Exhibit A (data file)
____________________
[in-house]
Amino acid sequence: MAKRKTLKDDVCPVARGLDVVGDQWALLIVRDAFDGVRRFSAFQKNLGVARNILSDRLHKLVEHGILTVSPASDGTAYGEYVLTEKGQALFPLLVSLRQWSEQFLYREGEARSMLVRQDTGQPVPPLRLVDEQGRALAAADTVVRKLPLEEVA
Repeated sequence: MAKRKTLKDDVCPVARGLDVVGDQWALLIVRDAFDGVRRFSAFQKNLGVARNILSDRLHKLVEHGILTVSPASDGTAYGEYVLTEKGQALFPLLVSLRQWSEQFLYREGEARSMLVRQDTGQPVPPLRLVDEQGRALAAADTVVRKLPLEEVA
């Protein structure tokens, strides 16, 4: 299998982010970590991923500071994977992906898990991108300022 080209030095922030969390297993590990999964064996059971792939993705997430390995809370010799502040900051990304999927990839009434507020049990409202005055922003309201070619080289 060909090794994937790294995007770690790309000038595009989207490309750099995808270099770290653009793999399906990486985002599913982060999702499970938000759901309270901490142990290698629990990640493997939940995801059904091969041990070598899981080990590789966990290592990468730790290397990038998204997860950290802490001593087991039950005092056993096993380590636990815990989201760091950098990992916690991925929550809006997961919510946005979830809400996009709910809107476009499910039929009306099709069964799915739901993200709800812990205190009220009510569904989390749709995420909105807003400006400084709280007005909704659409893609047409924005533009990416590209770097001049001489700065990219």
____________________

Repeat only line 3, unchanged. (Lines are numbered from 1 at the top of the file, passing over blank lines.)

Repeated sequence: MAKRKTLKDDVCPVARGLDVVGDQWALLIVRDAFDGVRRFSAFQKNLGVARNILSDRLHKLVEHGILTVSPASDGTAYGEYVLTEKGQALFPLLVSLRQWSEQFLYREGEARSMLVRQDTGQPVPPLRLVDEQGRALAAADTVVRKLPLEEVA